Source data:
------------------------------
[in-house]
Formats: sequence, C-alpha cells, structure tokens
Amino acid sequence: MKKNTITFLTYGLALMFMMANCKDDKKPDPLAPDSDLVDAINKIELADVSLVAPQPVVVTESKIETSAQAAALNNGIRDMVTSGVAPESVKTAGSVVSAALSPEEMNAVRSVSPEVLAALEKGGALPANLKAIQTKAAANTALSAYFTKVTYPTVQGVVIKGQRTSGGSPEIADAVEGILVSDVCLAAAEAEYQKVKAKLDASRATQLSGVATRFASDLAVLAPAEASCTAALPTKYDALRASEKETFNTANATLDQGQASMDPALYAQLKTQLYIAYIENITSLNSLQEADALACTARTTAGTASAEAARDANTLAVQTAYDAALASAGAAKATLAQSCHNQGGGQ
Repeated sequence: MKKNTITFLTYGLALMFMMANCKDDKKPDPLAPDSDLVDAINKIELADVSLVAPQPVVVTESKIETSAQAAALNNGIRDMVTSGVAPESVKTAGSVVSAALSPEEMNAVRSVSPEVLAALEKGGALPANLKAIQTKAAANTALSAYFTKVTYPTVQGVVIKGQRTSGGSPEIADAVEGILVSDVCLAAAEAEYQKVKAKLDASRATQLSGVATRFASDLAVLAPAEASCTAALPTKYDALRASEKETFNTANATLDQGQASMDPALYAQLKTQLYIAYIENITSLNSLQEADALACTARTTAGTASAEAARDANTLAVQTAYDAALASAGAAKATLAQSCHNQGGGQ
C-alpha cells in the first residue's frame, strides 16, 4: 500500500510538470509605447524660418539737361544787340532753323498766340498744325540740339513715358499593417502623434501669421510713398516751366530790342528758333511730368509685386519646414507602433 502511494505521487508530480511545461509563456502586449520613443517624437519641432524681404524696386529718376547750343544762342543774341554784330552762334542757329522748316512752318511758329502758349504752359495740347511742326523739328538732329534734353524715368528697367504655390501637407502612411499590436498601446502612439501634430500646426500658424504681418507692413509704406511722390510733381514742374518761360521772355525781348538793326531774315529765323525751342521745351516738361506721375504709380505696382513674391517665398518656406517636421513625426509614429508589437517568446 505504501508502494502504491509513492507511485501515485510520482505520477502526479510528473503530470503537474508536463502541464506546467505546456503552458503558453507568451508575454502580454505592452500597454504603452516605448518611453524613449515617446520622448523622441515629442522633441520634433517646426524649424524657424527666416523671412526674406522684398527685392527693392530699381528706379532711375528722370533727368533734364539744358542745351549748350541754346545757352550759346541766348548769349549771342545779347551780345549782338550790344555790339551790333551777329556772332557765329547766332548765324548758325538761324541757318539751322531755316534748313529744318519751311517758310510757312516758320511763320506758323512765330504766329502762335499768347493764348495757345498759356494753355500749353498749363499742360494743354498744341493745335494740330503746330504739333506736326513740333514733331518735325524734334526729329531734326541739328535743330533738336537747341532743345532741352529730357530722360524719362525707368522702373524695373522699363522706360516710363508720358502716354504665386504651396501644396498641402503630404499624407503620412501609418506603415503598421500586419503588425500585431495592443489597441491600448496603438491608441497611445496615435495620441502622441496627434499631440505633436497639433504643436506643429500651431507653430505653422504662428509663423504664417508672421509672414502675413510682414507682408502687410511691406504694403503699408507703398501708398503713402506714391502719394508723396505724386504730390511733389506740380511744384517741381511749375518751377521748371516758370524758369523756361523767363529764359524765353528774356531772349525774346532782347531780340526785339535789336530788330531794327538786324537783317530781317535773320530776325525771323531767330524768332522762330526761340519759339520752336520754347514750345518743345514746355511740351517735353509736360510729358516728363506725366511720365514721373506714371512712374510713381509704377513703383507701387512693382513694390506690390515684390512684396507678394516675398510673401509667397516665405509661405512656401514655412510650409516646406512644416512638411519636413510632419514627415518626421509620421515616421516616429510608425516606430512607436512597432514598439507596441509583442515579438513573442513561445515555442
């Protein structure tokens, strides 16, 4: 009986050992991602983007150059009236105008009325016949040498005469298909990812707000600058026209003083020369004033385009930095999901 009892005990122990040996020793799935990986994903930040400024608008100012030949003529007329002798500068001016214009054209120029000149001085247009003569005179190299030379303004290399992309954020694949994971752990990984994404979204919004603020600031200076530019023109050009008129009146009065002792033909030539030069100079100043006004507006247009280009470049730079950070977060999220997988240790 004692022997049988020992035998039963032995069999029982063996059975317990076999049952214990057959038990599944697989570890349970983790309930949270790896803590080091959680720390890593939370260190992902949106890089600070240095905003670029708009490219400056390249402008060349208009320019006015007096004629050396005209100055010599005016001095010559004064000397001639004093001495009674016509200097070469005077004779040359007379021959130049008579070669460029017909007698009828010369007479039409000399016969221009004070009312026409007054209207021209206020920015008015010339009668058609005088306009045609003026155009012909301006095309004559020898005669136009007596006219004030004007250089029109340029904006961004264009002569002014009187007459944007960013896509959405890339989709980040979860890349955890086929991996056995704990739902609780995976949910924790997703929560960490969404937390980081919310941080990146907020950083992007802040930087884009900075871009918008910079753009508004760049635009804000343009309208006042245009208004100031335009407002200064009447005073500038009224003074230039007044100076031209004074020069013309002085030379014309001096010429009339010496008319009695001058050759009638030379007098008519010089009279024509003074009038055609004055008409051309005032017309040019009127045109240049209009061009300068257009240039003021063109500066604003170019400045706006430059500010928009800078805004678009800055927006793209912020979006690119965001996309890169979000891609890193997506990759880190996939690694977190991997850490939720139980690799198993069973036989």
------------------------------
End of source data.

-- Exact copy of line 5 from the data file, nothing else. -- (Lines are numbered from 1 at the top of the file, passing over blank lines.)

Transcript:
C-alpha cells in the first residue's frame, strides 16, 4: 500500500510538470509605447524660418539737361544787340532753323498766340498744325540740339513715358499593417502623434501669421510713398516751366530790342528758333511730368509685386519646414507602433 502511494505521487508530480511545461509563456502586449520613443517624437519641432524681404524696386529718376547750343544762342543774341554784330552762334542757329522748316512752318511758329502758349504752359495740347511742326523739328538732329534734353524715368528697367504655390501637407502612411499590436498601446502612439501634430500646426500658424504681418507692413509704406511722390510733381514742374518761360521772355525781348538793326531774315529765323525751342521745351516738361506721375504709380505696382513674391517665398518656406517636421513625426509614429508589437517568446 505504501508502494502504491509513492507511485501515485510520482505520477502526479510528473503530470503537474508536463502541464506546467505546456503552458503558453507568451508575454502580454505592452500597454504603452516605448518611453524613449515617446520622448523622441515629442522633441520634433517646426524649424524657424527666416523671412526674406522684398527685392527693392530699381528706379532711375528722370533727368533734364539744358542745351549748350541754346545757352550759346541766348548769349549771342545779347551780345549782338550790344555790339551790333551777329556772332557765329547766332548765324548758325538761324541757318539751322531755316534748313529744318519751311517758310510757312516758320511763320506758323512765330504766329502762335499768347493764348495757345498759356494753355500749353498749363499742360494743354498744341493745335494740330503746330504739333506736326513740333514733331518735325524734334526729329531734326541739328535743330533738336537747341532743345532741352529730357530722360524719362525707368522702373524695373522699363522706360516710363508720358502716354504665386504651396501644396498641402503630404499624407503620412501609418506603415503598421500586419503588425500585431495592443489597441491600448496603438491608441497611445496615435495620441502622441496627434499631440505633436497639433504643436506643429500651431507653430505653422504662428509663423504664417508672421509672414502675413510682414507682408502687410511691406504694403503699408507703398501708398503713402506714391502719394508723396505724386504730390511733389506740380511744384517741381511749375518751377521748371516758370524758369523756361523767363529764359524765353528774356531772349525774346532782347531780340526785339535789336530788330531794327538786324537783317530781317535773320530776325525771323531767330524768332522762330526761340519759339520752336520754347514750345518743345514746355511740351517735353509736360510729358516728363506725366511720365514721373506714371512712374510713381509704377513703383507701387512693382513694390506690390515684390512684396507678394516675398510673401509667397516665405509661405512656401514655412510650409516646406512644416512638411519636413510632419514627415518626421509620421515616421516616429510608425516606430512607436512597432514598439507596441509583442515579438513573442513561445515555442